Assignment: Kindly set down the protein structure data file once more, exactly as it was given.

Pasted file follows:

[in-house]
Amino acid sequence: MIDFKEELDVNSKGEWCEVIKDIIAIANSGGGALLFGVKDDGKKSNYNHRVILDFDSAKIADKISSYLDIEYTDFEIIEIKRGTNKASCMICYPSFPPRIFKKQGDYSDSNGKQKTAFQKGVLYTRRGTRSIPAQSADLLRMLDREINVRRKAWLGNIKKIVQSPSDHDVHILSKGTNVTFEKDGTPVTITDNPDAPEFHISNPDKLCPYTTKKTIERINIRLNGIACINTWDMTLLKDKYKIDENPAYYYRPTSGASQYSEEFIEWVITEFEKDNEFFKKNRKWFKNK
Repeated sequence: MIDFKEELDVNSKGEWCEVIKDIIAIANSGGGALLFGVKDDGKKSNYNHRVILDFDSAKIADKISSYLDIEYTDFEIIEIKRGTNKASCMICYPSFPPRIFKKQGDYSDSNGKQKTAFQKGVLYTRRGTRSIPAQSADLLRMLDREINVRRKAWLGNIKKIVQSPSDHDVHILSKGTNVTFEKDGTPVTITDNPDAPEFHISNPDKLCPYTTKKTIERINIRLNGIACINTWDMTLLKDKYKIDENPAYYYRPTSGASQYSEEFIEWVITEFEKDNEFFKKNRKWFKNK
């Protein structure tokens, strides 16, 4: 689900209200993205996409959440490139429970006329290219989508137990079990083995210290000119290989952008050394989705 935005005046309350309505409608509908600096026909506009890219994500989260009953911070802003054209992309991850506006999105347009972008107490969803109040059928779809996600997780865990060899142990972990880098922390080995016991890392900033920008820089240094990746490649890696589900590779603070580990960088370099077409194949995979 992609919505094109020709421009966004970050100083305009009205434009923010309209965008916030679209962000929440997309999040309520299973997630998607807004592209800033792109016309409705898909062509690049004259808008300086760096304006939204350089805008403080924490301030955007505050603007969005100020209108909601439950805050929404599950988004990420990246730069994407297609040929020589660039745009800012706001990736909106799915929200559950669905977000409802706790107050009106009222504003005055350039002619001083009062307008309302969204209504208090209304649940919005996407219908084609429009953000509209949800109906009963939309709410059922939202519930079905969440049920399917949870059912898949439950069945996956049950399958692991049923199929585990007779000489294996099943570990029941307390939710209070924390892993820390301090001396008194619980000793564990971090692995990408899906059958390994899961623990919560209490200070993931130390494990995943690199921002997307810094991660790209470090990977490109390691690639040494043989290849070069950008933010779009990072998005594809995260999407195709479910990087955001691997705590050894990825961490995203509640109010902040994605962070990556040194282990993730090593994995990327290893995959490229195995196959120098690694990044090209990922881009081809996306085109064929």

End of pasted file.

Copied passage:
[in-house]
Amino acid sequence: MIDFKEELDVNSKGEWCEVIKDIIAIANSGGGALLFGVKDDGKKSNYNHRVILDFDSAKIADKISSYLDIEYTDFEIIEIKRGTNKASCMICYPSFPPRIFKKQGDYSDSNGKQKTAFQKGVLYTRRGTRSIPAQSADLLRMLDREINVRRKAWLGNIKKIVQSPSDHDVHILSKGTNVTFEKDGTPVTITDNPDAPEFHISNPDKLCPYTTKKTIERINIRLNGIACINTWDMTLLKDKYKIDENPAYYYRPTSGASQYSEEFIEWVITEFEKDNEFFKKNRKWFKNK
Repeated sequence: MIDFKEELDVNSKGEWCEVIKDIIAIANSGGGALLFGVKDDGKKSNYNHRVILDFDSAKIADKISSYLDIEYTDFEIIEIKRGTNKASCMICYPSFPPRIFKKQGDYSDSNGKQKTAFQKGVLYTRRGTRSIPAQSADLLRMLDREINVRRKAWLGNIKKIVQSPSDHDVHILSKGTNVTFEKDGTPVTITDNPDAPEFHISNPDKLCPYTTKKTIERINIRLNGIACINTWDMTLLKDKYKIDENPAYYYRPTSGASQYSEEFIEWVITEFEKDNEFFKKNRKWFKNK
């Protein structure tokens, strides 16, 4: 689900209200993205996409959440490139429970006329290219989508137990079990083995210290000119290989952008050394989705 935005005046309350309505409608509908600096026909506009890219994500989260009953911070802003054209992309991850506006999105347009972008107490969803109040059928779809996600997780865990060899142990972990880098922390080995016991890392900033920008820089240094990746490649890696589900590779603070580990960088370099077409194949995979 992609919505094109020709421009966004970050100083305009009205434009923010309209965008916030679209962000929440997309999040309520299973997630998607807004592209800033792109016309409705898909062509690049004259808008300086760096304006939204350089805008403080924490301030955007505050603007969005100020209108909601439950805050929404599950988004990420990246730069994407297609040929020589660039745009800012706001990736909106799915929200559950669905977000409802706790107050009106009222504003005055350039002619001083009062307008309302969204209504208090209304649940919005996407219908084609429009953000509209949800109906009963939309709410059922939202519930079905969440049920399917949870059912898949439950069945996956049950399958692991049923199929585990007779000489294996099943570990029941307390939710209070924390892993820390301090001396008194619980000793564990971090692995990408899906059958390994899961623990919560209490200070993931130390494990995943690199921002997307810094991660790209470090990977490109390691690639040494043989290849070069950008933010779009990072998005594809995260999407195709479910990087955001691997705590050894990825961490995203509640109010902040994605962070990556040194282990993730090593994995990327290893995959490229195995196959120098690694990044090209990922881009081809996306085109064929």